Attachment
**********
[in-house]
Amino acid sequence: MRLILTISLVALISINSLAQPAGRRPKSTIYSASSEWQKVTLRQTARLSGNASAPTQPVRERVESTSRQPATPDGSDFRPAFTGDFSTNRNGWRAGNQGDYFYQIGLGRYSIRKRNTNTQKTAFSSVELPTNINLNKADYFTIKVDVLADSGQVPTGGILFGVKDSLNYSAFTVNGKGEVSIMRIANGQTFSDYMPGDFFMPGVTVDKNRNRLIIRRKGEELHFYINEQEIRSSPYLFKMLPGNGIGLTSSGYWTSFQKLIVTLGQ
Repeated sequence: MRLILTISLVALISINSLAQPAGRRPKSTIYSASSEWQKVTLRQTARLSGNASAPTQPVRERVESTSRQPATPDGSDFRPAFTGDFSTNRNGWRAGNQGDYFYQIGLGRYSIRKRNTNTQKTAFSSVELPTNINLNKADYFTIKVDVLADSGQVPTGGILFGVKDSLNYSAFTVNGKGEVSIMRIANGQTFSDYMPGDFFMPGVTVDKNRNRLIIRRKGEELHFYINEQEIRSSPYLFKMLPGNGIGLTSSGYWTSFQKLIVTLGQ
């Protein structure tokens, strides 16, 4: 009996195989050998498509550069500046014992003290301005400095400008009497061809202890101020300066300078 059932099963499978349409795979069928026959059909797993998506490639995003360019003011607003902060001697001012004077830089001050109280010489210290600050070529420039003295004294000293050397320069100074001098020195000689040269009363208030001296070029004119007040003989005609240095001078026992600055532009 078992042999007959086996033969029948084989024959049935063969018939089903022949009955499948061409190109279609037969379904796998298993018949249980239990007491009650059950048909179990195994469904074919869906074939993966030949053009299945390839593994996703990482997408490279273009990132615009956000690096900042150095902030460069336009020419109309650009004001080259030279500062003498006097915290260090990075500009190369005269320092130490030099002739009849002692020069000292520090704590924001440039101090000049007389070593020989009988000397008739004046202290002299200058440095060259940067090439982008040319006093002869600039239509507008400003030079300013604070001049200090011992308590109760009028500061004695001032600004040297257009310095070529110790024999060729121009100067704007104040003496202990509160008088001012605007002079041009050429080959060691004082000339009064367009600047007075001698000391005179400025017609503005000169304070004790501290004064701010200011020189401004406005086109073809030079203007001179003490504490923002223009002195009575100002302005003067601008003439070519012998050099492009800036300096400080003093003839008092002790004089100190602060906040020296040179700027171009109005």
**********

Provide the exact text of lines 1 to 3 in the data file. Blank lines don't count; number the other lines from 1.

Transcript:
[in-house]
Amino acid sequence: MRLILTISLVALISINSLAQPAGRRPKSTIYSASSEWQKVTLRQTARLSGNASAPTQPVRERVESTSRQPATPDGSDFRPAFTGDFSTNRNGWRAGNQGDYFYQIGLGRYSIRKRNTNTQKTAFSSVELPTNINLNKADYFTIKVDVLADSGQVPTGGILFGVKDSLNYSAFTVNGKGEVSIMRIANGQTFSDYMPGDFFMPGVTVDKNRNRLIIRRKGEELHFYINEQEIRSSPYLFKMLPGNGIGLTSSGYWTSFQKLIVTLGQ
Repeated sequence: MRLILTISLVALISINSLAQPAGRRPKSTIYSASSEWQKVTLRQTARLSGNASAPTQPVRERVESTSRQPATPDGSDFRPAFTGDFSTNRNGWRAGNQGDYFYQIGLGRYSIRKRNTNTQKTAFSSVELPTNINLNKADYFTIKVDVLADSGQVPTGGILFGVKDSLNYSAFTVNGKGEVSIMRIANGQTFSDYMPGDFFMPGVTVDKNRNRLIIRRKGEELHFYINEQEIRSSPYLFKMLPGNGIGLTSSGYWTSFQKLIVTLGQ